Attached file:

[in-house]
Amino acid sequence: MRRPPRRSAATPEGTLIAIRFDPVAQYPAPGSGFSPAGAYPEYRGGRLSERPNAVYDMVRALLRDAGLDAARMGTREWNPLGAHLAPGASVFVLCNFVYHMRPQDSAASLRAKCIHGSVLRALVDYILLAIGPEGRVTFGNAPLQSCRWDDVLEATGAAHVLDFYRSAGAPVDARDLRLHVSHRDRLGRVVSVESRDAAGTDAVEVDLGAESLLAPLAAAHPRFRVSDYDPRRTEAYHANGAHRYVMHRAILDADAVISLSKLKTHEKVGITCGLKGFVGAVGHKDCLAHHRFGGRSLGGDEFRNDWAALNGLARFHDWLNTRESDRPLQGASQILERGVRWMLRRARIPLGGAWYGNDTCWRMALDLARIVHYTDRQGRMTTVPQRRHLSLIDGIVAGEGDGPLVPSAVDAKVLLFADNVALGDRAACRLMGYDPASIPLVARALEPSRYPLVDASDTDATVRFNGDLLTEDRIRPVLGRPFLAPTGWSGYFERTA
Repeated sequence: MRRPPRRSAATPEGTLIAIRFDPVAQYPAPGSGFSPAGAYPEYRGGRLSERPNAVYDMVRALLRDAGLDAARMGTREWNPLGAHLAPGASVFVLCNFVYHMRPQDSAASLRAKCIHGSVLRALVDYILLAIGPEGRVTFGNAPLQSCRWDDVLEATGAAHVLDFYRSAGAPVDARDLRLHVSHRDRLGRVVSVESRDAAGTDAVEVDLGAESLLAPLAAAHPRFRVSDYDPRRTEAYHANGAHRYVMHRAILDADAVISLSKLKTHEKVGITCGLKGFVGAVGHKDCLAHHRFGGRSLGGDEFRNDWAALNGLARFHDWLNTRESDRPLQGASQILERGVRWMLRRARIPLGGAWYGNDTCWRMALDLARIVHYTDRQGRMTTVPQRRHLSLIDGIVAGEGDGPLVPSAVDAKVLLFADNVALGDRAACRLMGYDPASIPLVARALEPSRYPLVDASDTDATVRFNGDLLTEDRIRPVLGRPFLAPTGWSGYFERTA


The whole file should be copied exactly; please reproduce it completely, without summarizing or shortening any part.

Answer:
[in-house]
Amino acid sequence: MRRPPRRSAATPEGTLIAIRFDPVAQYPAPGSGFSPAGAYPEYRGGRLSERPNAVYDMVRALLRDAGLDAARMGTREWNPLGAHLAPGASVFVLCNFVYHMRPQDSAASLRAKCIHGSVLRALVDYILLAIGPEGRVTFGNAPLQSCRWDDVLEATGAAHVLDFYRSAGAPVDARDLRLHVSHRDRLGRVVSVESRDAAGTDAVEVDLGAESLLAPLAAAHPRFRVSDYDPRRTEAYHANGAHRYVMHRAILDADAVISLSKLKTHEKVGITCGLKGFVGAVGHKDCLAHHRFGGRSLGGDEFRNDWAALNGLARFHDWLNTRESDRPLQGASQILERGVRWMLRRARIPLGGAWYGNDTCWRMALDLARIVHYTDRQGRMTTVPQRRHLSLIDGIVAGEGDGPLVPSAVDAKVLLFADNVALGDRAACRLMGYDPASIPLVARALEPSRYPLVDASDTDATVRFNGDLLTEDRIRPVLGRPFLAPTGWSGYFERTA
Repeated sequence: MRRPPRRSAATPEGTLIAIRFDPVAQYPAPGSGFSPAGAYPEYRGGRLSERPNAVYDMVRALLRDAGLDAARMGTREWNPLGAHLAPGASVFVLCNFVYHMRPQDSAASLRAKCIHGSVLRALVDYILLAIGPEGRVTFGNAPLQSCRWDDVLEATGAAHVLDFYRSAGAPVDARDLRLHVSHRDRLGRVVSVESRDAAGTDAVEVDLGAESLLAPLAAAHPRFRVSDYDPRRTEAYHANGAHRYVMHRAILDADAVISLSKLKTHEKVGITCGLKGFVGAVGHKDCLAHHRFGGRSLGGDEFRNDWAALNGLARFHDWLNTRESDRPLQGASQILERGVRWMLRRARIPLGGAWYGNDTCWRMALDLARIVHYTDRQGRMTTVPQRRHLSLIDGIVAGEGDGPLVPSAVDAKVLLFADNVALGDRAACRLMGYDPASIPLVARALEPSRYPLVDASDTDATVRFNGDLLTEDRIRPVLGRPFLAPTGWSGYFERTA